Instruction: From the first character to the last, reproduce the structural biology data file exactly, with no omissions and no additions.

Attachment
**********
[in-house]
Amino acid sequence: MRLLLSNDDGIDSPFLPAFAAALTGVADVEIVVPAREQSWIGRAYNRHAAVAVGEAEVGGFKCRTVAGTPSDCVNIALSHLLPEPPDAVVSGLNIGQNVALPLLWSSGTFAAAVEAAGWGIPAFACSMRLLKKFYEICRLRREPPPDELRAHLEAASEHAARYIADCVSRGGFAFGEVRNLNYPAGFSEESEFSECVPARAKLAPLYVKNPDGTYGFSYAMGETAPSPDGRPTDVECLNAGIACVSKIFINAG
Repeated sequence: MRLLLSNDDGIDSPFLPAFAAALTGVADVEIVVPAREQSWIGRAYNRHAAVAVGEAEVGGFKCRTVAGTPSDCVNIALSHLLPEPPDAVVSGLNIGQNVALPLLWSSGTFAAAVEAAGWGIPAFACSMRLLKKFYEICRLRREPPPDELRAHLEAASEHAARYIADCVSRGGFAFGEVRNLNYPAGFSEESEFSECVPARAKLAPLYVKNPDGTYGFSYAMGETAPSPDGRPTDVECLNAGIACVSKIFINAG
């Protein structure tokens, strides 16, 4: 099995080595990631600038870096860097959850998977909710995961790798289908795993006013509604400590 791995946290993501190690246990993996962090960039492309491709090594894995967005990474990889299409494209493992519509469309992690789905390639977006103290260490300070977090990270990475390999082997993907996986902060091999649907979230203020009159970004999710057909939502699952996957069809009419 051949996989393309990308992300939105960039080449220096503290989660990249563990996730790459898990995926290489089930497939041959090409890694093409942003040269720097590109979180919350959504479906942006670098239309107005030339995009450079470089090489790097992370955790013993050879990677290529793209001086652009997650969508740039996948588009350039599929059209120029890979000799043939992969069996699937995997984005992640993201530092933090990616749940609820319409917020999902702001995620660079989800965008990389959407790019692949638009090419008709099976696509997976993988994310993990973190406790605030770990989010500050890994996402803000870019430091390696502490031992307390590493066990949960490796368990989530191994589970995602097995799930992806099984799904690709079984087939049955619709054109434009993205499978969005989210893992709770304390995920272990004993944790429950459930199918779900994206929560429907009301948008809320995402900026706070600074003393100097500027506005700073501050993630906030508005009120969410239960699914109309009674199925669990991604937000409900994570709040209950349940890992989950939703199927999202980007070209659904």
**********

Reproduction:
[in-house]
Amino acid sequence: MRLLLSNDDGIDSPFLPAFAAALTGVADVEIVVPAREQSWIGRAYNRHAAVAVGEAEVGGFKCRTVAGTPSDCVNIALSHLLPEPPDAVVSGLNIGQNVALPLLWSSGTFAAAVEAAGWGIPAFACSMRLLKKFYEICRLRREPPPDELRAHLEAASEHAARYIADCVSRGGFAFGEVRNLNYPAGFSEESEFSECVPARAKLAPLYVKNPDGTYGFSYAMGETAPSPDGRPTDVECLNAGIACVSKIFINAG
Repeated sequence: MRLLLSNDDGIDSPFLPAFAAALTGVADVEIVVPAREQSWIGRAYNRHAAVAVGEAEVGGFKCRTVAGTPSDCVNIALSHLLPEPPDAVVSGLNIGQNVALPLLWSSGTFAAAVEAAGWGIPAFACSMRLLKKFYEICRLRREPPPDELRAHLEAASEHAARYIADCVSRGGFAFGEVRNLNYPAGFSEESEFSECVPARAKLAPLYVKNPDGTYGFSYAMGETAPSPDGRPTDVECLNAGIACVSKIFINAG
């Protein structure tokens, strides 16, 4: 099995080595990631600038870096860097959850998977909710995961790798289908795993006013509604400590 791995946290993501190690246990993996962090960039492309491709090594894995967005990474990889299409494209493992519509469309992690789905390639977006103290260490300070977090990270990475390999082997993907996986902060091999649907979230203020009159970004999710057909939502699952996957069809009419 051949996989393309990308992300939105960039080449220096503290989660990249563990996730790459898990995926290489089930497939041959090409890694093409942003040269720097590109979180919350959504479906942006670098239309107005030339995009450079470089090489790097992370955790013993050879990677290529793209001086652009997650969508740039996948588009350039599929059209120029890979000799043939992969069996699937995997984005992640993201530092933090990616749940609820319409917020999902702001995620660079989800965008990389959407790019692949638009090419008709099976696509997976993988994310993990973190406790605030770990989010500050890994996402803000870019430091390696502490031992307390590493066990949960490796368990989530191994589970995602097995799930992806099984799904690709079984087939049955619709054109434009993205499978969005989210893992709770304390995920272990004993944790429950459930199918779900994206929560429907009301948008809320995402900026706070600074003393100097500027506005700073501050993630906030508005009120969410239960699914109309009674199925669990991604937000409900994570709040209950349940890992989950939703199927999202980007070209659904």